This statement also works because it uses concrete examples and stories to demonstrate qualities about the applicant. He doesn’t just tell his readers that he’s a compassionate person; he instead talks about the efforts he took to try and help those affected by the disaster and how it has led to his interest in law. Detail is key!
Tuition and fees for the University of Miami School of Law come to $62,406 for one academic year. However, including other indirect costs, you can expect to pay roughly $101,518 for nine months at Miami Law. This in on par with how much law school tends to cost in the US.
Here is a full cost breakdown of all the items you’ll need to budget for if you attend UM Law School:
To help students pay for tuition, UM offers various grants and scholarships to its law students. All incoming students are eligible for merit-based scholarships.
Some of UM’s most notable scholarships are:
With various merit-based scholarships to be awarded, it’s essential you maintain a high GPA in your undergrad to not only be considered a competitive applicant but to have the option of attending law school for free!
The final deadline to apply for the University of Miami Law School’s JD program is July 15. However, the JD priority application deadline is January 15. After the priority deadline, applications will be assessed on a seat-available basis.
To ensure you don’t miss any important deadlines, here is a general timeline you should keep in mind:
Source: University of Miami Law School
Even though the final deadline is in July, you should submit your application before the January 15 first priority deadline. After this, there will be limited seats available, and you will be more likely to be rejected or waitlisted.
If you’re sure the University of Miami Law School is the perfect fit for you, you may want to consider submitting a binding early decision application instead of a regular one.
While this application is due earlier and means you cannot accept any other offers, admissions committees are generally more lenient in their decisions for these applicants. So, if you have a lower GPA or LSAT score, this option can help you still secure a spot in this school!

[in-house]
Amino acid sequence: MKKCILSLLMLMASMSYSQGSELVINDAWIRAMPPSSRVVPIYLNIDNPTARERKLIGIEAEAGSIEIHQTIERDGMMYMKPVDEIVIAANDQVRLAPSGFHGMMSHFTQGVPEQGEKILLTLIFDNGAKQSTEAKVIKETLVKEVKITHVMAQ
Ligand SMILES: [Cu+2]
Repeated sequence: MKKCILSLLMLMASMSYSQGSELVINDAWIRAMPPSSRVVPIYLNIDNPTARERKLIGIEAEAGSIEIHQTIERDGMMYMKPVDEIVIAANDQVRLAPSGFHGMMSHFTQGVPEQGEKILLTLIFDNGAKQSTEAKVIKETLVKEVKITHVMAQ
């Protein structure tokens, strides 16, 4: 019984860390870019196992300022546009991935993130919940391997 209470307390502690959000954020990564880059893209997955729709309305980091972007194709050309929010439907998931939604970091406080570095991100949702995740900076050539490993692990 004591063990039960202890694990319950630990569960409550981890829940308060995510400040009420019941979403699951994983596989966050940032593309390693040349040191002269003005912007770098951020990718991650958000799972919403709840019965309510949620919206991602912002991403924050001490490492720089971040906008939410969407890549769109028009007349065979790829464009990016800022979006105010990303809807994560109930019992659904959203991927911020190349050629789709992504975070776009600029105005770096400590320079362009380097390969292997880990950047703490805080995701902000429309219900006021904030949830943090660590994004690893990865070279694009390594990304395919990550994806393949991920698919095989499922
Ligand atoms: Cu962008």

The University of Miami’s first-time bar passage rate in the most recent cycle was 69.84%. Out of 378 first-time takers, 264 passed. Compare this rate with the ABA weighted average pass rate, which is only 66.36%.
If you’re overwhelmed by the task of applying to law school, don’t worry. Here are some easy tips to get into the University of Miami Law School. These Miami Law admission tips will not only give you a better chance of getting in, but will also help make the process easier for you!
The answer to what the University of Miami Law School is looking for is strong academics! To get into the University of Miami, you should aim for a 3.8 GPA and a minimum LSAT score of 162.
Miami Law highly values academic excellence, so keep your grades up and secure strong recommendation letters that can speak to your intellectual ability.
In addition, the University of Miami values diversity and seeks to admit students “who demonstrate a broad range of experiences and perspectives.” Be sure to highlight your diverse experiences through your personal statement and extracurricular activities!
For any remaining questions, here are the answers to frequently asked questions about the University of Miami Law School.
Yes, the University of Miami is located in an area with various employment and networking opportunities and has a world-class faculty, diverse course offerings, and a substantial number of experiential learning opportunities for its law students.
You should aim for a 162 on the LSAT to be considered competitive at the University of Miami.
A GPA of 3.72 will put you at the median GPA of past accepted UM students.
Full-time tuition costs $61,100 for each academic year at UM. However, this law school offers various scholarships to help ease the financial burden of these high costs.
The University of Miami is the 71st-best law school in the nation.
UM is best known for its diverse experiential learning and clinical opportunities.
After going over how to get into the University of Miami Law School, you should hopefully have a better idea of whether or not it’s the perfect school for you to begin your legal journey and kickstart your career!